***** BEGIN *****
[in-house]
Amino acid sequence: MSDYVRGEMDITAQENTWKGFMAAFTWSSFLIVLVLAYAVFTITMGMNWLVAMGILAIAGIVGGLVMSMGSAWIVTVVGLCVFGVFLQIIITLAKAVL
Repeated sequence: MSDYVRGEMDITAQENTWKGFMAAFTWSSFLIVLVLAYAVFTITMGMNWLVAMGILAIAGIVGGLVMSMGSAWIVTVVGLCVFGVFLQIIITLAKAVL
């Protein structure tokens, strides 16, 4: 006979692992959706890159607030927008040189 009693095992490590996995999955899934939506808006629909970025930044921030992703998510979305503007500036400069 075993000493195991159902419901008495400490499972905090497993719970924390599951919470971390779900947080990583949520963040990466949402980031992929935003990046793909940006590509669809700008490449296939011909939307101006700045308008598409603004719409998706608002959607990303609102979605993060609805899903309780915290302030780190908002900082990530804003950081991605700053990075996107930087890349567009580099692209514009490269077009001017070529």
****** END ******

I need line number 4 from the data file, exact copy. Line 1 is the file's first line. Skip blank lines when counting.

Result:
């Protein structure tokens, strides 16, 4: 006979692992959706890159607030927008040189 009693095992490590996995999955899934939506808006629909970025930044921030992703998510979305503007500036400069 075993000493195991159902419901008495400490499972905090497993719970924390599951919470971390779900947080990583949520963040990466949402980031992929935003990046793909940006590509669809700008490449296939011909939307101006700045308008598409603004719409998706608002959607990303609102979605993060609805899903309780915290302030780190908002900082990530804003950081991605700053990075996107930087890349567009580099692209514009490269077009001017070529």